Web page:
Redis experience

January 18, 2020


Redis is an indispensable tool for many software engineering problems because it provides great primitives, it’s fast and solid. Most of the time it’s used as some sort of cache. But if you stretch it to other use cases its behavior may surprise you.

Recently we’ve tried to use it as persistent storage for a large dataset. We’ve got a lot of problems, fixed many and gained a lot of experience that I wanted to share. So here is my experience report.

Disclaimer – all of these problems arose from our use case and not because Redis is somewhat flawed. Like any piece of software it requires understanding and research before deployed in any decent production environment.

Our use case

We have a data collecting pipeline with the following requirements:

  • We need aggregated counters to calculate various metrics during data collect
  • There are more than 800 million keys where 97% of the keys hold a couple of integers
  • We need to make it available because our data pipeline is always working
  • We need to cleanup outdated entries because our dataset is changing every day
  • We want it to be persistent because loading that amount of data takes a lot of time and we really don’t like to stop our data pipeline


Given our requirements we started to use Redis cluster from the start. We chose it over single master/replica because we couldn’t fit our 800M+ keys on a single instance and because Redis cluster provides high availability kinda out of the box (you still need to create the cluster with redis-trib.rb or redis-cli --cluster create). Also, such beefy nodes are very hard to manage – loading of the dataset would take about an hour, the snapshot would take a long time

  • generally, I prefer to use many small nodes with small datasets on each instead of a few huge nodes.

So, I’ve setup Redis cluster and this time I did it without cross replication because I’ve used Google Cloud instances and because cross replication is very tedious to configure and painful to maintain.

Now, it’s time to load the data.

Loading data

The naive way of loading data by sending millions of SET commands is very inefficient because you’ll spend most of the time waiting for command RTT. Instead, you should use pipelining or even generate a file with Redis protocol for mass insert.

I have experience with pipelining and would recommend this way because it allows you to control the process and anyway it’s much more convenient than generating text files.

With pipelining I saw more than 300K RPS on insert (SET/HSET/SADD) so it’s very performant. But it has one crucial point regarding the Redis cluster mode – multi-key commands must hit the same node. That’s understandable because all commands in a pipeline are seen as one and to generate the response you don’t need to gather data from other nodes (potentially failing) but instead do everything in a single process context.

Nevertheless, it’s possible to use pipelining with Redis cluster – you just have to use hash tags. Hash tags are a substring in curly braces that Redis will use for calculating the hash slot and consequently determine the cluster node. It looks like this:

SET {shard}:key

{shard} is a hash tag.

All operations in a pipeline must have the same hash tag to succeed. But the problem here is that all keys with the same hash tag will be on the same node in the same hash slot. This will lead to uneven data distribution and imbalanced memory consumption on Redis cluster nodes. In our use case data partitions were very different in sizes and after the data loading we got a 3x discrepancy in memory consumption between some nodes. This is a problem because you’ll have different utilization of cluster nodes and you don’t know how to size your cluster now.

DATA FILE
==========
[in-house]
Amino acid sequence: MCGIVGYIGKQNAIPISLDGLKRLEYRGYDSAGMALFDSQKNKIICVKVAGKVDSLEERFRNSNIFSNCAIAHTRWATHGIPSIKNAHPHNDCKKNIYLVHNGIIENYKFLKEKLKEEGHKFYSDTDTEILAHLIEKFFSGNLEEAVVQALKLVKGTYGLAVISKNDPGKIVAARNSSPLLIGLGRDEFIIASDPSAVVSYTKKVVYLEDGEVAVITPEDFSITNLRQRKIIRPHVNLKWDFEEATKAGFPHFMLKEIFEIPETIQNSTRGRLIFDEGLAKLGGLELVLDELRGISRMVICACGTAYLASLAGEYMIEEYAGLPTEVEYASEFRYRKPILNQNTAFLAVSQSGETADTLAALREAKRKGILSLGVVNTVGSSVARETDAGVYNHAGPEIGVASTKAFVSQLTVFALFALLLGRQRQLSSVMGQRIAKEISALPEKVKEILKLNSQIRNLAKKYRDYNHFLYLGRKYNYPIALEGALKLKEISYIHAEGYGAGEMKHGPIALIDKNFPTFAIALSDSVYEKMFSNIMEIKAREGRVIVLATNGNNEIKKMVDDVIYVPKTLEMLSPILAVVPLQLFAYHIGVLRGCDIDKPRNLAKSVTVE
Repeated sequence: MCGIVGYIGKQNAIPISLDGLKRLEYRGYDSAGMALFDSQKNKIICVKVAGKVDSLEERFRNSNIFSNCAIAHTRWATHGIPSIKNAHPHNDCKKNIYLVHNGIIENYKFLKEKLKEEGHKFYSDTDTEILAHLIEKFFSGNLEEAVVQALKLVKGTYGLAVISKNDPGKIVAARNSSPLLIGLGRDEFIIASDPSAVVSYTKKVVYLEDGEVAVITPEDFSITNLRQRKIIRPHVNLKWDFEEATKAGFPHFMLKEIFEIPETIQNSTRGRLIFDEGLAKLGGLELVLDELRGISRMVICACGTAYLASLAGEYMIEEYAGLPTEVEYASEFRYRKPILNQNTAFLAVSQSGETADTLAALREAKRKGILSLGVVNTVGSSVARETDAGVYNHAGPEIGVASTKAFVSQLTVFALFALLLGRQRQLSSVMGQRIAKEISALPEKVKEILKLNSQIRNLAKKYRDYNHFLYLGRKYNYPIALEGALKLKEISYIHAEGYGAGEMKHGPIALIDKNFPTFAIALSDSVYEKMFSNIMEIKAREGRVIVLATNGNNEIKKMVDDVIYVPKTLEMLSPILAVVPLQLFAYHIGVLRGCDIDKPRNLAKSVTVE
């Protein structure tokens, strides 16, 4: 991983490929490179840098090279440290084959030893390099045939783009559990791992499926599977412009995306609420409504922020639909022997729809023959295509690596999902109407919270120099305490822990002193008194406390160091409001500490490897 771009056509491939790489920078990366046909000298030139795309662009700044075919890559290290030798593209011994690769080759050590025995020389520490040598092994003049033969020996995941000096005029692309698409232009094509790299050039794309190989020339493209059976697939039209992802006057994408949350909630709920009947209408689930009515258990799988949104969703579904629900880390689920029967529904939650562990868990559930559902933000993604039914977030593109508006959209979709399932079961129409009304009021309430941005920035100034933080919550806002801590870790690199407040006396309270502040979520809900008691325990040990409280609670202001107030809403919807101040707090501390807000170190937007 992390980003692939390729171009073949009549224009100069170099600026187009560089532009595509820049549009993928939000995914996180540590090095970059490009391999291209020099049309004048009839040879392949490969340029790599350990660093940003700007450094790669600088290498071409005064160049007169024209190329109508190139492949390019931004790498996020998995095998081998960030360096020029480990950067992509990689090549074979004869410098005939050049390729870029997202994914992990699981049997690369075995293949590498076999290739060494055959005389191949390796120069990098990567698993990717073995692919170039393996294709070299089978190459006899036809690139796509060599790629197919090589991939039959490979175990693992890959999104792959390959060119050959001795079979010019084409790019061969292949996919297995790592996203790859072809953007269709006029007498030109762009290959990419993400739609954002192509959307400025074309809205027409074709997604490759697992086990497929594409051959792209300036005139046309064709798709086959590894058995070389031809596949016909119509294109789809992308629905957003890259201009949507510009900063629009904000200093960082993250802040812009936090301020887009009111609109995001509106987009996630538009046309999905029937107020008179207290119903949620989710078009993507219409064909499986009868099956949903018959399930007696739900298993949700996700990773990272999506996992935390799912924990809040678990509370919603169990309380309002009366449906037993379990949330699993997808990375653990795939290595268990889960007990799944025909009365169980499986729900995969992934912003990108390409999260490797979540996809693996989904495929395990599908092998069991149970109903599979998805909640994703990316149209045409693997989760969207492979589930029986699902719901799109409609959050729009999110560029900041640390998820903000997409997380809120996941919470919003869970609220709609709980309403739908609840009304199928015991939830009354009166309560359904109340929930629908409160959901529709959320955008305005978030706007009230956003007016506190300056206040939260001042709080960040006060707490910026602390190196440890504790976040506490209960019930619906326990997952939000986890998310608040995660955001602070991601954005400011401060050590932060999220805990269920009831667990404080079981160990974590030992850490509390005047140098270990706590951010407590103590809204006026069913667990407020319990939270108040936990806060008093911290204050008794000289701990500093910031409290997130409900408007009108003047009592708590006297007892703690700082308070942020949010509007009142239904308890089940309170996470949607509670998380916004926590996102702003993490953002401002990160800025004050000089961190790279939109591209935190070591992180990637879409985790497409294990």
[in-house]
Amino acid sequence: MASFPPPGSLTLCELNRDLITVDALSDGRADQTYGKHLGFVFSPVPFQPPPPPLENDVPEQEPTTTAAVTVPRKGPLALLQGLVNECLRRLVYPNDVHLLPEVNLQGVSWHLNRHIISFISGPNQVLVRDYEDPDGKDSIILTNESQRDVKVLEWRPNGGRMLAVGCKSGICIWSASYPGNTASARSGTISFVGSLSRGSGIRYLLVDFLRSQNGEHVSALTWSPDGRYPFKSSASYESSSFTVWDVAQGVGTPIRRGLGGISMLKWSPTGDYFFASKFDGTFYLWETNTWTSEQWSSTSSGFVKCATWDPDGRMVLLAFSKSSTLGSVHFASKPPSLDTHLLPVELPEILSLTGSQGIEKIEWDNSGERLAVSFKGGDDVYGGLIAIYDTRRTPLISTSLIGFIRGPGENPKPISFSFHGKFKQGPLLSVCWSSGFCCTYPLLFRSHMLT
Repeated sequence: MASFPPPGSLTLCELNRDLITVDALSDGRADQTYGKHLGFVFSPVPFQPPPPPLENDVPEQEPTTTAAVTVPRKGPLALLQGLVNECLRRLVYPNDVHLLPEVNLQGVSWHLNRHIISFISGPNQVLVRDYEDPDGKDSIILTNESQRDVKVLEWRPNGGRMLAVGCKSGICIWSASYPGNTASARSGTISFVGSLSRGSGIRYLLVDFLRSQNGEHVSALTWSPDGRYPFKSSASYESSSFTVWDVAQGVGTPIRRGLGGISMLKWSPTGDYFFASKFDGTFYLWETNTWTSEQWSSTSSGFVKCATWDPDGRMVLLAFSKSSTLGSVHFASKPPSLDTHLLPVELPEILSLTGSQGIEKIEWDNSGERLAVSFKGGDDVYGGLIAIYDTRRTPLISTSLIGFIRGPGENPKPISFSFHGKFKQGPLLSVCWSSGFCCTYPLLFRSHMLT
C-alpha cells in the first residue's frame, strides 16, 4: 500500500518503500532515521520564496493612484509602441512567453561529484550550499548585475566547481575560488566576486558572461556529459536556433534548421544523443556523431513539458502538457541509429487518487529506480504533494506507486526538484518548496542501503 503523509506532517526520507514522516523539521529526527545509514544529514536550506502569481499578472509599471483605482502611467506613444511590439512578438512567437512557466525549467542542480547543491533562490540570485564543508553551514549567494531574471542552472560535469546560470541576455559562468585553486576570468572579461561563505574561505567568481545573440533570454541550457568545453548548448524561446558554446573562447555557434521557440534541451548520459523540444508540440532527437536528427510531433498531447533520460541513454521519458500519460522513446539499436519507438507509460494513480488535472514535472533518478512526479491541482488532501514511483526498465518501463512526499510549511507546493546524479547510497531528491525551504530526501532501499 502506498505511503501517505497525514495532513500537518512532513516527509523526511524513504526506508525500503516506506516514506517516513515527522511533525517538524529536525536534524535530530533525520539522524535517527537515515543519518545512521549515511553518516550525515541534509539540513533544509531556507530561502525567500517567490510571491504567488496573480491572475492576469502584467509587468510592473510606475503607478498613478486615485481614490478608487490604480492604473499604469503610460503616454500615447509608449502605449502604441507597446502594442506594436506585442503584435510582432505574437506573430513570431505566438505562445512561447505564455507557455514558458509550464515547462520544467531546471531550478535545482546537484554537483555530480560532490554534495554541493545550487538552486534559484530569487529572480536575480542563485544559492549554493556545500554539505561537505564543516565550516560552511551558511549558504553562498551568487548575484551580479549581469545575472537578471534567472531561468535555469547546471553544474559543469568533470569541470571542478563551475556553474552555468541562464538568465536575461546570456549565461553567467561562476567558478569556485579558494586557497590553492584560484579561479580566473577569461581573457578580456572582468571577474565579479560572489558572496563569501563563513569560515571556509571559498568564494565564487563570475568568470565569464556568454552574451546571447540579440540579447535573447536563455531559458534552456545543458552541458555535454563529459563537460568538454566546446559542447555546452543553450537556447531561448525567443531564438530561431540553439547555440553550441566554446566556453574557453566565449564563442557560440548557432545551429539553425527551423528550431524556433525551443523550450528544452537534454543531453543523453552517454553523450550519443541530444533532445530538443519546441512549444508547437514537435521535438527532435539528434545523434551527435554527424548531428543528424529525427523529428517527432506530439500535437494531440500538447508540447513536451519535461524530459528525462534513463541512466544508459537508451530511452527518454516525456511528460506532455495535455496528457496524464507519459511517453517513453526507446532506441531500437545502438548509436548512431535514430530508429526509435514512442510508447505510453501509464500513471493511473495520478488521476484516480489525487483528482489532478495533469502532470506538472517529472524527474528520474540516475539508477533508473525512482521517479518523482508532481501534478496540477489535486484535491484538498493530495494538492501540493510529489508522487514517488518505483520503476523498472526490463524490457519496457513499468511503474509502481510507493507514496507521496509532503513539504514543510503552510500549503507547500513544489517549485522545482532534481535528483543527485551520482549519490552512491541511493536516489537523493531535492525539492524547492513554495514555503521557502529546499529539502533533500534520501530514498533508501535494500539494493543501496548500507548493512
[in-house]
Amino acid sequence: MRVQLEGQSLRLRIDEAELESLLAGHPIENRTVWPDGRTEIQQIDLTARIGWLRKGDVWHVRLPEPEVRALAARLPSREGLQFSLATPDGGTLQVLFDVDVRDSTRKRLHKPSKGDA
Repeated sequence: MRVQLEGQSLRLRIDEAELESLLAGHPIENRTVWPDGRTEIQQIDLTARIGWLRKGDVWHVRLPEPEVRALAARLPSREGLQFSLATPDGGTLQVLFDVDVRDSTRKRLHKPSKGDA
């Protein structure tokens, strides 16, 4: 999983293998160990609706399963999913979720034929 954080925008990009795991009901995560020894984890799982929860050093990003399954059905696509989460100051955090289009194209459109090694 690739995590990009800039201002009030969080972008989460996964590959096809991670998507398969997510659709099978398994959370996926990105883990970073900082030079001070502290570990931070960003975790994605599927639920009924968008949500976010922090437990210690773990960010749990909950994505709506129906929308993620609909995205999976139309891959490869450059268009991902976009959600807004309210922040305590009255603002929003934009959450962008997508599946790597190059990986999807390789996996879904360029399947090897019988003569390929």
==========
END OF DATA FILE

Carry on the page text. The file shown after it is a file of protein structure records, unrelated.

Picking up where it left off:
It’s possible to rebalance your cluster by moving hash slots between nodes – it’s described in the cluster tutorial. I’ve tried the process described in CLUSTER SETSLOT doc. But I would recommend against this because it’s a manual process, error-prone, you will forget about it the next you need to setup the cluster and essentially it’s a dirty fix.

Going forward

So we started to use Redis cluster, load the data with pipelining and use hash tags to make pipelining work.

Memory consumption

Let’s talk about memory consumption because Redis is an in-memory database, meaning that your dataset is bound by the amount of memory the Redis server node. But you can’t only count the size of your data for capacity planning, you have to remember that storing any Redis key is not free. The main hash table (used for SET) and all Redis datatypes like sets and lists have overhead.

We can see that overhead with a MEMORY USAGE command.> mget 0 1000 100000
1) "76876987"
2) "76184956"
3) "74602210"> MEMORY USAGE 0
(integer) 43> MEMORY USAGE 1000
(integer) 46> MEMORY USAGE 100000
(integer) 48> DEBUG OBJECT 0
Value at:0x7f21c8ab95e0 refcount:1 encoding:int serializedlength:5 lru:16680050 lru_seconds_idle:103

Serialized length of the value is 5 while real memory usage is 43, so a single simple key storing nothing but single integer value has overhead of almost 40 bytes.

This overhead is needed not only for making hash table work but also for various features that Redis provides to you like efficient memory encoding and LRU keys eviction.


If you want to store keys with expiration (i.e. TTL) prepare for a 50% increase in memory consumption.

Let’s conduct a simple experiment – load 1 million keys without TTL and then compare memory usage with 1 million keys with TTL.

Here is the initial state with empty redis.

$ redis-cli> dbsize
(integer) 0> INFO memory
# Memory

Load 1 million keys each containing a single random integer:

$ python3 
$ redis-cli> dbsize
(integer) 1000000> info memory
# Memory

Memory usage is 59.72M.

Now let’s load 1 million keys with expire:

$ python3 --expire
$ redis-cli> dbsize
(integer) 1000000> info memory
# Memory

Memory consumption grew 52% to 90.91M.